Blumert said she doesn’t believe the state request is an appropriate use of the funds. Maughan said he is still in talks with lawmakers about how they could work together on the new jail or transfer center for state inmates. 

Some national criminal justice advocacy groups have criticized governments that use Rescue Plan funds for building correctional facilities. The Vera Institute of Justice, which has consulted on Oklahoma County’s jail problems, released a statement saying the funds should be used for diversion programs like pretrial release and crisis response teams. 

A majority of counties analyzed by the National Association of Counties in late 2021 have plans to spend their funds on health programs, human services, transportation and infrastructure like water and sewer. 

Only about 25% of counties the organization studied planned to use Rescue Plan funds in the “justice and public safety” category on projects like hiring additional job training and housing staff, crisis intervention training for law enforcement and building mental health facilities. 

Local advocates have also pushed for Oklahoma County to spend more of its federal funds on efforts to treat addiction and mental health issues rather than jail infrastructure, and are worried about the likelihood of a federal clawback if funds are determined to be misspent. 

Ed Lazere, a senior fellow in state fiscal policy with the Center on Budget and Policy Priorities, said Rescue Plan money was meant to be flexible to spur an equitable economic recovery from the coronavirus pandemic and help local governments target complex issues. While some federal laws explicitly prohibit using federal money to cover local costs, Rescue Plan guidelines do not, Lazere said.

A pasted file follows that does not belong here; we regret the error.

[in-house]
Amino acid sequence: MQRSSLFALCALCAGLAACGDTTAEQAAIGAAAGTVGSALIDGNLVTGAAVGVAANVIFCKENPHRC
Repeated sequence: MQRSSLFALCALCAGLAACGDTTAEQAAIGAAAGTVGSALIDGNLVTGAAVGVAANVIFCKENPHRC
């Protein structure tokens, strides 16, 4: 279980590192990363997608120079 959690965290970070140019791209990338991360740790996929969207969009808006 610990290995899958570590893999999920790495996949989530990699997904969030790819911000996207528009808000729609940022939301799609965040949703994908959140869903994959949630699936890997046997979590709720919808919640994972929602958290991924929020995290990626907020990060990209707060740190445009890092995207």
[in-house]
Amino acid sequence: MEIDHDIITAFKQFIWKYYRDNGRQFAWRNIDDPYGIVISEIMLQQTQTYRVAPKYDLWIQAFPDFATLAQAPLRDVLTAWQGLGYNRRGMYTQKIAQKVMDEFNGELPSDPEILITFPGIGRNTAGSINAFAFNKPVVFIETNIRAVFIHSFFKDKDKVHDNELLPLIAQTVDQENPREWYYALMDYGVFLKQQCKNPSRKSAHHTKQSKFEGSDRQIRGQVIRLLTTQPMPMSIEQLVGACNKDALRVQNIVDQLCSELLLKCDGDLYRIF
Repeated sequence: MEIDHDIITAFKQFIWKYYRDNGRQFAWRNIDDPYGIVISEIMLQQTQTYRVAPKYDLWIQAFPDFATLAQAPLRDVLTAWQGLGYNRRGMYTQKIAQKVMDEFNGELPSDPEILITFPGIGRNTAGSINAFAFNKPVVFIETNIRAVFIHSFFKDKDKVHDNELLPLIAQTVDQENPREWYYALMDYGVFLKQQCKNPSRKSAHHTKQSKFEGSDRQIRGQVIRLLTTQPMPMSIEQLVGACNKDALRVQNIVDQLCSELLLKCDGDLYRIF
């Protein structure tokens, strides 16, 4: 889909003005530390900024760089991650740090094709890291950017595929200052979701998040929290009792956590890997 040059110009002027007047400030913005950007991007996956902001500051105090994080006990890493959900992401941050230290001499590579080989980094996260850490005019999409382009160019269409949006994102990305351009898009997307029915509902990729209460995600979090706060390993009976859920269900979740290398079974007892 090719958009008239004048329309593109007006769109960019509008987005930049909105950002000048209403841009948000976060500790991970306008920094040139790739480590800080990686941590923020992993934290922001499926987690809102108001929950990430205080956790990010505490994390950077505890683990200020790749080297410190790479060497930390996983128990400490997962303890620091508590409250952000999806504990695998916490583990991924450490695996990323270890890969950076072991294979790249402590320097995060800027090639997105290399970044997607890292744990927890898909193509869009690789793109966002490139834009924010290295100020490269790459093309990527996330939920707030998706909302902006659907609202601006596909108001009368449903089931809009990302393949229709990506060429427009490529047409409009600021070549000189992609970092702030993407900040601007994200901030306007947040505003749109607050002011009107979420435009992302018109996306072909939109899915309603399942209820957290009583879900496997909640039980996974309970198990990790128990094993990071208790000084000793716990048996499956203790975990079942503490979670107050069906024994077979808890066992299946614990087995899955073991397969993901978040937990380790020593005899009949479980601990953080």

“It may not be ideal, but it is allowable,” Lazere said. 

Other states have used similar strategies to get the most flexibility out of their federal funds, Lazere said. Federal guidelines also allow states or local governments that can show revenue loss caused by the pandemic to spend some federal funding on anything they want, he added.

Any plans would have to go through “several legal hoops” before approval, Maughan said. What the facility looks like and includes will depend on where it’s located and what funding streams are used.  

The cost of building materials, real estate prices and the bond markets could affect the size of the county’s budget hole for the new jail, Maughan said. 

If the amount comes in significantly lower than the projected $40 million, the county might be able to tap into existing resources outside of Rescue Plan money to cover the remaining costs. The county may also get funds from the federal infrastructure bill Congress recently passed, Maughan and Blumert said. 

The county will likely begin selling bonds to help finance jail construction at the beginning of 2023. Blumert hopes the county will know how it intends to fund the entire project not long after. 

“In an ideal world, we would build a $260-million jail with just the bond money. We’d make a smaller jail, incarcerate less people and stay in the bond budget,” Blumert said. “But we don’t live in an ideal world, and I understand that we probably need to go up to that $300-million amount.”